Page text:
MAY 11, 2016 7:54 AM PDT

Genetics: Poetic or Not?

WRITTEN BY: Kara Marker
Scientists from Michigan State University are developing a system to read the genome like normal people read a book. Like letters in a word and words in a sentence, the nucleotide letters in DNA are used to communicate certain messages that are represented when proteins are made.
The metaphor continues with protein-coding regions and regulatory regions. The researchers from the present study, published recently in eLife, see the former as a traffic signal, a simple stop-and-go communicator for protein production. Regulatory regions are considered to be more poetic, with hundreds of factors and binding places all affecting a gene’s activity, primarily whether the gene is on and active or not.

The idea of a “genetic language” is not a novel idea; scientists have long compared the genetic code to an ancient book waiting to be deciphered. Like famous poets and storytellers use words to “evoke thoughts and emotions” to communicate a certain message, transcription factors and binding sites control the genetic message encoded in the DNA.
“As we enter an era where the DNA sequences of entire human populations are increasingly accessible,” said lead author David Arnosti, PhD, “we would like to know the functional significance of changes in gene regulatory regions.”
The genetic deciphering began with over a thousand Drosphila embryos. Drosphila are a fruit fly species commonly used in science as a model system, as a million Drosphila generations will pass before one human generation does.
The scientists identified a Drosphila regulatory factor called Dorsa that binds to the enhancer of a gene called rhomboid, either turning the gene on or off. An elaborate network of genes stems from rhomboid, a sort of control gene for a transmembrane protein “required for the differentiation of ventral epidermis in the Drosphila embryo.”
Their 1000-embryo study paired with close examination of multiple Dorsa gene variants led to the creation of “mathematical models using parameter optimization” that the researchers can now use to tune into the meaning behind the genetic code. These models helped the researchers develop a system for “reading” the genome with specifically identified regulatory properties that were found to be conserved throughout the entirety of the genome.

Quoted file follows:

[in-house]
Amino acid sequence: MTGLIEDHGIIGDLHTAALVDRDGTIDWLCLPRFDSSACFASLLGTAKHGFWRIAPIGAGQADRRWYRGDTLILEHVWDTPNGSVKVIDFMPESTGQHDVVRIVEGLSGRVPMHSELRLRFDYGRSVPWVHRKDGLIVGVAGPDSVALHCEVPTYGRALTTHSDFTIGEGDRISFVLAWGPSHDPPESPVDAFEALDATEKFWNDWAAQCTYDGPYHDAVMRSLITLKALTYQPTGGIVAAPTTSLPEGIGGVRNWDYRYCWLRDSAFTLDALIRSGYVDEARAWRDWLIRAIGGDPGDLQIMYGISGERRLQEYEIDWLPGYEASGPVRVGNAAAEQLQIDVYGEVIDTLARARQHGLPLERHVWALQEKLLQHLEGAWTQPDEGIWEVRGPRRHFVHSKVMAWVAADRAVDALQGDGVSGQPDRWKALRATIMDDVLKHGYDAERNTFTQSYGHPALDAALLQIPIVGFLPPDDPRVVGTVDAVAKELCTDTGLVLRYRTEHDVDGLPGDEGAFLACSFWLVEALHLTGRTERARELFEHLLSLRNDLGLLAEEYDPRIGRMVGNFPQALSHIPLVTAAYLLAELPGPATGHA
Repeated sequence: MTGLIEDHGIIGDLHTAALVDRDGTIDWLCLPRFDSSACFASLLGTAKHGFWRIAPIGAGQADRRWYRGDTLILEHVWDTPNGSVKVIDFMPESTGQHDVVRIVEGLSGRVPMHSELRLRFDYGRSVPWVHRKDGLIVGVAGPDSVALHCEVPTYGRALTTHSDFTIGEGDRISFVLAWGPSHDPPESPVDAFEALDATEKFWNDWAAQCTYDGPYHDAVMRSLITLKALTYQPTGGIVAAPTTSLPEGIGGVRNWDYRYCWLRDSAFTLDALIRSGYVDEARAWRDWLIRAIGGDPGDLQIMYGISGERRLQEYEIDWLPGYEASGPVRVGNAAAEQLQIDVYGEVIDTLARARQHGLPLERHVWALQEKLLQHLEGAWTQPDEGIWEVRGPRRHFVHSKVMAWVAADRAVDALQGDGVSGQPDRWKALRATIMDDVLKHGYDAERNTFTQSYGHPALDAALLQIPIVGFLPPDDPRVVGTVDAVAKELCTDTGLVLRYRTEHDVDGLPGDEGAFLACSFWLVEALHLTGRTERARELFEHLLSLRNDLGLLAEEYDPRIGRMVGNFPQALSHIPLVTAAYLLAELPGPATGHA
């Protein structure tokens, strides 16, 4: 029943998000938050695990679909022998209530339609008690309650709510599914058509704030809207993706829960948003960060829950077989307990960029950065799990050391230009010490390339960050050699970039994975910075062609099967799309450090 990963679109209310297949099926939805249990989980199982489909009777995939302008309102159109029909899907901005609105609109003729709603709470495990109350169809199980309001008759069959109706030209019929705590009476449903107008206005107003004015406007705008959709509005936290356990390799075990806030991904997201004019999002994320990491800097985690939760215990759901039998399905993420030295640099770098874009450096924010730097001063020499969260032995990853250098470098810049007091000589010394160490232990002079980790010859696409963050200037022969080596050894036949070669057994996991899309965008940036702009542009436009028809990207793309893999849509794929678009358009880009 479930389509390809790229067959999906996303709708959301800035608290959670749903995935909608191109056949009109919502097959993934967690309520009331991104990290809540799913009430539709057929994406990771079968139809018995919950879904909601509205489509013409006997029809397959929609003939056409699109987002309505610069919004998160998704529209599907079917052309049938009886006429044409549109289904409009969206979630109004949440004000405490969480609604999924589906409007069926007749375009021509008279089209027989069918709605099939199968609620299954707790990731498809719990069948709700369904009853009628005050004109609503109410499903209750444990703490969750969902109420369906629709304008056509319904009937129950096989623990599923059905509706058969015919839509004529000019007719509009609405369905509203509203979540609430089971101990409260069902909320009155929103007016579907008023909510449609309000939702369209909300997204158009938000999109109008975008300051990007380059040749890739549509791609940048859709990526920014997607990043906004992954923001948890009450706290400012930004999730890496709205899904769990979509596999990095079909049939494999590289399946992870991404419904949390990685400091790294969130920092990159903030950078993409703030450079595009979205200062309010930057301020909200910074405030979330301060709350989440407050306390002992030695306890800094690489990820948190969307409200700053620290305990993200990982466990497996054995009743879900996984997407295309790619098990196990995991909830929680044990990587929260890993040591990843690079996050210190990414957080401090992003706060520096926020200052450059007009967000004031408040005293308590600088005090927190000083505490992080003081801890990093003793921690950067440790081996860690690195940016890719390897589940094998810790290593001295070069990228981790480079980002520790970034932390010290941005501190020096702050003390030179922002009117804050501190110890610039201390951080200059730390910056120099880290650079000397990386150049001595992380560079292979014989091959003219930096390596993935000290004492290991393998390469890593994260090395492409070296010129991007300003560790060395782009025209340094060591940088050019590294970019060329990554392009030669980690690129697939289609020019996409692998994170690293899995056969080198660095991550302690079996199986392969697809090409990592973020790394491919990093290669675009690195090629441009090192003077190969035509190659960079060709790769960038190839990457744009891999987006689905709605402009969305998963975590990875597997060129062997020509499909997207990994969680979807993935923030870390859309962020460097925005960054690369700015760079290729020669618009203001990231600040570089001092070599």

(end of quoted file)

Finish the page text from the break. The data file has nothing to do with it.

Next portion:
Like someone who speaks French but not English, without the knowledge of these regulatory properties, the scientists would not be able to make sense of the genetic code in the Drosphila embryos.
Also similar to words and sentences in different genres of literature, DNA letters can be used in “different contexts to convey different meanings,” only instead of speaking in metaphors and analogies, the genetic material contains different meanings for genetic regulation.
How do mutations affect the understanding of the genome and gene expression? That’s the question the researchers are asking each other now. Understanding the cause and effect relationship between genes and how the genetic message is altered is vital for understanding how to implement better diagnoses and treatments for various diseases.
Source: Michigan State University, eLife, Genes and Development
About the Author
Master's (MA/MS/Other)
I am a scientific journalist and enthusiast, especially in the realm of biomedicine. I am passionate about conveying the truth in scientific phenomena and subsequently improving health and public awareness. Sometimes scientific research needs a translator to effectively communicate the scientific jargon present in significant findings. I plan to be that translating communicator, and I hope to decrease the spread of misrepresented scientific phenomena! Check out my science blog:
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